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16 / 06 / 2004

REVIEW OF MODAL VERBS-3 --> MAY and MIGHT: meaning and examples

Good morning. Today we will begin to look at specific examples of different modal verbs.

May and Might are two very common English modal verbs that we use to express probability. When we use May and Might the possibility that the action in the main verb will take place is about 50%. And you can use May and Might interchangeably; they add exactly the same probability "attitude" to the main verb!

Example 1 (100% Probability):
I am going to England this summer.

Example 2 (50% Probability):
I may go to England this summer.

Example 3 (50% Probability):
I might go to England this summer.

In Example 1 the speaker has definite plans to go to England in the summer; he or she probably has the airline ticket, hotel reservations, etc. In examples 2 and 3, the speaker mayor may not go and definite plans have probably not been made.

With the present perfect, these two modal verbs can be used to speculate about things that may or may not have happened in the past.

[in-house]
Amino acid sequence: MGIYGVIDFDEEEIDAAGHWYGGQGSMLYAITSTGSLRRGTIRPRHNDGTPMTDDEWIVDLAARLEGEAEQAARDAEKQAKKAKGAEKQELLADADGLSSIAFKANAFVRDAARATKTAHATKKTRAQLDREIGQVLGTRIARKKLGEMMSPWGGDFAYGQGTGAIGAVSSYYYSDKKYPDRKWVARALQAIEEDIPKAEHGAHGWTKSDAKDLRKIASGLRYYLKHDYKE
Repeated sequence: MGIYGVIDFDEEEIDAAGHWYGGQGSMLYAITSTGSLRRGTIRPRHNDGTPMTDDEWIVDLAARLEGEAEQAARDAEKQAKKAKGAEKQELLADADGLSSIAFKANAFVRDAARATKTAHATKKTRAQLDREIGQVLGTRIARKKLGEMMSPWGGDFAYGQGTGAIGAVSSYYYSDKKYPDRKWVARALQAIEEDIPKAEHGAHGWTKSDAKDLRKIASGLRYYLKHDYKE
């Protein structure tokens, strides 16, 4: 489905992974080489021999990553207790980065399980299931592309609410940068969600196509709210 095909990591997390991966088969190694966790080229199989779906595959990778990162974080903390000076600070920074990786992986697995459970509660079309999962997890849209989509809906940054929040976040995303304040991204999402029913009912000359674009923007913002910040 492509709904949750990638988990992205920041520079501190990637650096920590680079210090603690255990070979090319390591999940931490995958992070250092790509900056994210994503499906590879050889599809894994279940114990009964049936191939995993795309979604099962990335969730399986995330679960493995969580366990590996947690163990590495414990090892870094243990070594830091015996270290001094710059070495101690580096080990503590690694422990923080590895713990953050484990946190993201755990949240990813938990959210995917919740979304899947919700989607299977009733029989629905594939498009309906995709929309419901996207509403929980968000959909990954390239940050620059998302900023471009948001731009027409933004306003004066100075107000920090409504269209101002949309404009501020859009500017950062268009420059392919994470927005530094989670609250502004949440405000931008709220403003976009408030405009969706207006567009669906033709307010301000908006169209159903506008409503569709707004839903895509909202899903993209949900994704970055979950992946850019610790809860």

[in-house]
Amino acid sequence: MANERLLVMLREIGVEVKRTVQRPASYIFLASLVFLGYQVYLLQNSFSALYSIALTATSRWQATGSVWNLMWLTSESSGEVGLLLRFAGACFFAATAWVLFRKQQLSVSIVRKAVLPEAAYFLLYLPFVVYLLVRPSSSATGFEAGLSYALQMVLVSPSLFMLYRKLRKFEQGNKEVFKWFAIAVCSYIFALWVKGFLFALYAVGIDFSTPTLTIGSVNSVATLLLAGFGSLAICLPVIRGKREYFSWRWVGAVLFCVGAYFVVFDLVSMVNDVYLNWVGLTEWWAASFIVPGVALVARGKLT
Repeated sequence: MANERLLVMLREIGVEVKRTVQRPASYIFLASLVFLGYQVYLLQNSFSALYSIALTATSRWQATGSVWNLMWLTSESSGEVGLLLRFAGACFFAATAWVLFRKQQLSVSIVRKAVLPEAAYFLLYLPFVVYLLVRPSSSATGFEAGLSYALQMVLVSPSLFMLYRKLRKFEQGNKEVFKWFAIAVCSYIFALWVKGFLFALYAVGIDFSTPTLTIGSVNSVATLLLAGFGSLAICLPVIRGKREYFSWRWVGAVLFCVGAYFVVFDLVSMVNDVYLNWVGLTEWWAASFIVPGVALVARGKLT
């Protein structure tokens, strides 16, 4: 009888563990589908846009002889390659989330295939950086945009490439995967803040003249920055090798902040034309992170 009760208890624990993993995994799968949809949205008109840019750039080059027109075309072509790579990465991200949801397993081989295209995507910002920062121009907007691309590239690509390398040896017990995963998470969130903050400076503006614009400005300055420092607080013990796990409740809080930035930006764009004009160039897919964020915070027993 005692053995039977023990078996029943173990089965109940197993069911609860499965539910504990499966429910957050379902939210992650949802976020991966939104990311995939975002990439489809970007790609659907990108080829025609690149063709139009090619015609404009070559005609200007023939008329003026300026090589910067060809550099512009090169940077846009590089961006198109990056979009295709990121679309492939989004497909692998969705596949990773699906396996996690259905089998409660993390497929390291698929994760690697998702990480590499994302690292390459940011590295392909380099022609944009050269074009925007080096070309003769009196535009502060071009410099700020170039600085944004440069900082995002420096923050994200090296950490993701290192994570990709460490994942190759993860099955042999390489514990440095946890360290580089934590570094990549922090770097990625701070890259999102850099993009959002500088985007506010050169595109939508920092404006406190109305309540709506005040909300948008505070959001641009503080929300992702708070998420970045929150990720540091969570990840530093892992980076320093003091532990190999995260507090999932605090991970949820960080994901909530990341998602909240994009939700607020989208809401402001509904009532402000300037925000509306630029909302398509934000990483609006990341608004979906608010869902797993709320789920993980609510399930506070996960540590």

Example 4 (50% Probability):
He may have gone to England. (He may have left yesterday.)

Example 5 (50% Probability):
He might have gone to England. (He might have left yesterday.)

When you say these sentences, you are not sure if the person in question has gone to England or not.

If we are 95% sure about an event that may have or may not have happened in the past, we use the modal verb must. And we use must because we have good evidence that leads us to believe that our speculation is true.

Example 6 (95% Probability):
He must have gone to England; last week he told me that he was going to go and he hasn't come to work today.

If you have any questions about may and might (or must), please don't hesitate to contact me.

I hope you have a great day!